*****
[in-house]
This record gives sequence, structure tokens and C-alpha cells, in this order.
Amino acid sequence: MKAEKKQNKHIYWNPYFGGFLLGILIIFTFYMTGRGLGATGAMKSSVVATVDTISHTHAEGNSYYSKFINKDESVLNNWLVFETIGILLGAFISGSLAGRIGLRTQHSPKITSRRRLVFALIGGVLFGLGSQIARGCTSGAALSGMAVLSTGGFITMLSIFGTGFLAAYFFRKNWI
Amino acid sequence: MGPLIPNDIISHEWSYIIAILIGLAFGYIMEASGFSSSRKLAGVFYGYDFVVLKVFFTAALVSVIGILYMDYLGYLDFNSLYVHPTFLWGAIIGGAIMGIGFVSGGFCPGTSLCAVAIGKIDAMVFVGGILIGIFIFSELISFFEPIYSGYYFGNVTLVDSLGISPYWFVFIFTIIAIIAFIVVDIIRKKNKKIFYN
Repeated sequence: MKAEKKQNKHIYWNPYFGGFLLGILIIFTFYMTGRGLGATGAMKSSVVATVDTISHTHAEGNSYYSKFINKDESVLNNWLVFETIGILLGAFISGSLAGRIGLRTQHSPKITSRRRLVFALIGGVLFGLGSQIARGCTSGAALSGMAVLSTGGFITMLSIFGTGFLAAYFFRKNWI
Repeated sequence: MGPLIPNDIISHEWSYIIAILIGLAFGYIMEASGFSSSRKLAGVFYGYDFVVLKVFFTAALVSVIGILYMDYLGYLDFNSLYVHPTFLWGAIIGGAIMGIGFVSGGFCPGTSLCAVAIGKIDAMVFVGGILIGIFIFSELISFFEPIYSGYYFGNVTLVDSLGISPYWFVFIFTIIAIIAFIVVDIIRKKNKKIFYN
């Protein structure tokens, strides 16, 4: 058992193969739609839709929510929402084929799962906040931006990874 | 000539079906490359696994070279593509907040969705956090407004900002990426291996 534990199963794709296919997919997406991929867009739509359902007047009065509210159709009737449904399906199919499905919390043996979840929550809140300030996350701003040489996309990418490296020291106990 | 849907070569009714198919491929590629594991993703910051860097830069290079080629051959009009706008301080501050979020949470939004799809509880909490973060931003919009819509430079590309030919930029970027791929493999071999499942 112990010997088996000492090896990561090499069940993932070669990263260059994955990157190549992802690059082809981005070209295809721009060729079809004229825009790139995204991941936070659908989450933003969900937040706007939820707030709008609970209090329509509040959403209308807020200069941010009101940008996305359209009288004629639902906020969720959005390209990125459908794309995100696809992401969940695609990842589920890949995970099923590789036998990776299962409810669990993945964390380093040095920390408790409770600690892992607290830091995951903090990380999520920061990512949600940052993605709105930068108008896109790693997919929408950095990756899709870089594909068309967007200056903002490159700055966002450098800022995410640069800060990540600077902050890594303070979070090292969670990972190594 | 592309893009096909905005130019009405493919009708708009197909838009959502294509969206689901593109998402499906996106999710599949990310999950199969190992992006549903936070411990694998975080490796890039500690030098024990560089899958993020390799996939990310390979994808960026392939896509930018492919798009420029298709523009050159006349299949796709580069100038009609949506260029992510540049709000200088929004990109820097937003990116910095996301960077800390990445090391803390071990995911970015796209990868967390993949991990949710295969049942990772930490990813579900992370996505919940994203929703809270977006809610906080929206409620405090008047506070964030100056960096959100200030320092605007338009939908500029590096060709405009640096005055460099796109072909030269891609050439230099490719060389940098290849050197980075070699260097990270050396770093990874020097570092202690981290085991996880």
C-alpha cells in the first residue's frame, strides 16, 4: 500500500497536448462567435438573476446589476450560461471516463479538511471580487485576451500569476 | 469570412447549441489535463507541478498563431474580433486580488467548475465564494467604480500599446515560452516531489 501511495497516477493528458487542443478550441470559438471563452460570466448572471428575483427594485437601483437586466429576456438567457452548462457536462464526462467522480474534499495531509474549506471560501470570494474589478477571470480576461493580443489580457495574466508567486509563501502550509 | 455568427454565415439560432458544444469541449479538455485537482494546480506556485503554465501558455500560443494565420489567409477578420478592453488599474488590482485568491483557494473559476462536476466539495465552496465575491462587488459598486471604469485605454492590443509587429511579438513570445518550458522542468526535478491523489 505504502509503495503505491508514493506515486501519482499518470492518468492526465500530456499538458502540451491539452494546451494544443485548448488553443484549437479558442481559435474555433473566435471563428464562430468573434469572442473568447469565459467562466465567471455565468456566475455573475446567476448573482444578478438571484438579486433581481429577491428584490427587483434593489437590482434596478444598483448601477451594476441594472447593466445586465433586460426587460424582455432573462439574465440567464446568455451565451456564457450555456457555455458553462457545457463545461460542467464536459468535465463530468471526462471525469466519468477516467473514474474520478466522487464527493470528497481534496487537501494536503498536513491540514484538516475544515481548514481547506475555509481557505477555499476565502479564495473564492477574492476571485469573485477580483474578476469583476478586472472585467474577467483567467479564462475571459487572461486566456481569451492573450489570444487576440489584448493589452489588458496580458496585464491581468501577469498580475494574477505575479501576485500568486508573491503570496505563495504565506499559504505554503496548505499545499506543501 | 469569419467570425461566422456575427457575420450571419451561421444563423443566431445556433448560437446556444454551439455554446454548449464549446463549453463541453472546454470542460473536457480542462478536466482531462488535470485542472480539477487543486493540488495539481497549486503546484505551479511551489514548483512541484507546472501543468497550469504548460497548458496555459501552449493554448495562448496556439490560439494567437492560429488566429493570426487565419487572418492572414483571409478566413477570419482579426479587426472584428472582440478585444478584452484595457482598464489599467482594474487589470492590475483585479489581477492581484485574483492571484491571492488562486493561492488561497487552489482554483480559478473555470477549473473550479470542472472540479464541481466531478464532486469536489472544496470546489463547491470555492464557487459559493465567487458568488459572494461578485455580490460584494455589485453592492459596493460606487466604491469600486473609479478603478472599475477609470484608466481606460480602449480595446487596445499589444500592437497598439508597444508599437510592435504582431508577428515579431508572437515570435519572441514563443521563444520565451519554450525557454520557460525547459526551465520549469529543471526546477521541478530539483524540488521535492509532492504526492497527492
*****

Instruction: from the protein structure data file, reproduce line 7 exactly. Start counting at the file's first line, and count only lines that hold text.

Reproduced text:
């Protein structure tokens, strides 16, 4: 058992193969739609839709929510929402084929799962906040931006990874 | 000539079906490359696994070279593509907040969705956090407004900002990426291996 534990199963794709296919997919997406991929867009739509359902007047009065509210159709009737449904399906199919499905919390043996979840929550809140300030996350701003040489996309990418490296020291106990 | 849907070569009714198919491929590629594991993703910051860097830069290079080629051959009009706008301080501050979020949470939004799809509880909490973060931003919009819509430079590309030919930029970027791929493999071999499942 112990010997088996000492090896990561090499069940993932070669990263260059994955990157190549992802690059082809981005070209295809721009060729079809004229825009790139995204991941936070659908989450933003969900937040706007939820707030709008609970209090329509509040959403209308807020200069941010009101940008996305359209009288004629639902906020969720959005390209990125459908794309995100696809992401969940695609990842589920890949995970099923590789036998990776299962409810669990993945964390380093040095920390408790409770600690892992607290830091995951903090990380999520920061990512949600940052993605709105930068108008896109790693997919929408950095990756899709870089594909068309967007200056903002490159700055966002450098800022995410640069800060990540600077902050890594303070979070090292969670990972190594 | 592309893009096909905005130019009405493919009708708009197909838009959502294509969206689901593109998402499906996106999710599949990310999950199969190992992006549903936070411990694998975080490796890039500690030098024990560089899958993020390799996939990310390979994808960026392939896509930018492919798009420029298709523009050159006349299949796709580069100038009609949506260029992510540049709000200088929004990109820097937003990116910095996301960077800390990445090391803390071990995911970015796209990868967390993949991990949710295969049942990772930490990813579900992370996505919940994203929703809270977006809610906080929206409620405090008047506070964030100056960096959100200030320092605007338009939908500029590096060709405009640096005055460099796109072909030269891609050439230099490719060389940098290849050197980075070699260097990270050396770093990874020097570092202690981290085991996880």